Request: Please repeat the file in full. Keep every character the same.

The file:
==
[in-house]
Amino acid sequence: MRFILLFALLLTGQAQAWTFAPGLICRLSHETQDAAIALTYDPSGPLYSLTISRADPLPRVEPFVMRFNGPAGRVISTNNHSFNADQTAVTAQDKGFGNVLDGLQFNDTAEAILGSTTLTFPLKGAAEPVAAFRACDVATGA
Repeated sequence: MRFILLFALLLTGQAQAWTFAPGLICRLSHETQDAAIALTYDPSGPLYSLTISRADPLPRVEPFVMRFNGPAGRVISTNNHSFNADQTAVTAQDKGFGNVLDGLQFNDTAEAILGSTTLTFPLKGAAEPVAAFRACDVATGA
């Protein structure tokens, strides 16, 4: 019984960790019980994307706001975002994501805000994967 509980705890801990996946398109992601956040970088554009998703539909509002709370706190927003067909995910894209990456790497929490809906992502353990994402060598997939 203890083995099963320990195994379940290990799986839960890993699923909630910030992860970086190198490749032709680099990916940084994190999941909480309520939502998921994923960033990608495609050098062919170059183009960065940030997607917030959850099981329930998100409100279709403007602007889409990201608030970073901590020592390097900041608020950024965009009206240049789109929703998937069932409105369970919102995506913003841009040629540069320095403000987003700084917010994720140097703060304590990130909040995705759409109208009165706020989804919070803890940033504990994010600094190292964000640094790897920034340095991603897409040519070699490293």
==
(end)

[in-house]
Amino acid sequence: MRFILLFALLLTGQAQAWTFAPGLICRLSHETQDAAIALTYDPSGPLYSLTISRADPLPRVEPFVMRFNGPAGRVISTNNHSFNADQTAVTAQDKGFGNVLDGLQFNDTAEAILGSTTLTFPLKGAAEPVAAFRACDVATGA
Repeated sequence: MRFILLFALLLTGQAQAWTFAPGLICRLSHETQDAAIALTYDPSGPLYSLTISRADPLPRVEPFVMRFNGPAGRVISTNNHSFNADQTAVTAQDKGFGNVLDGLQFNDTAEAILGSTTLTFPLKGAAEPVAAFRACDVATGA
């Protein structure tokens, strides 16, 4: 019984960790019980994307706001975002994501805000994967 509980705890801990996946398109992601956040970088554009998703539909509002709370706190927003067909995910894209990456790497929490809906992502353990994402060598997939 203890083995099963320990195994379940290990799986839960890993699923909630910030992860970086190198490749032709680099990916940084994190999941909480309520939502998921994923960033990608495609050098062919170059183009960065940030997607917030959850099981329930998100409100279709403007602007889409990201608030970073901590020592390097900041608020950024965009009206240049789109929703998937069932409105369970919102995506913003841009040629540069320095403000987003700084917010994720140097703060304590990130909040995705759409109208009165706020989804919070803890940033504990994010600094190292964000640094790897920034340095991603897409040519070699490293």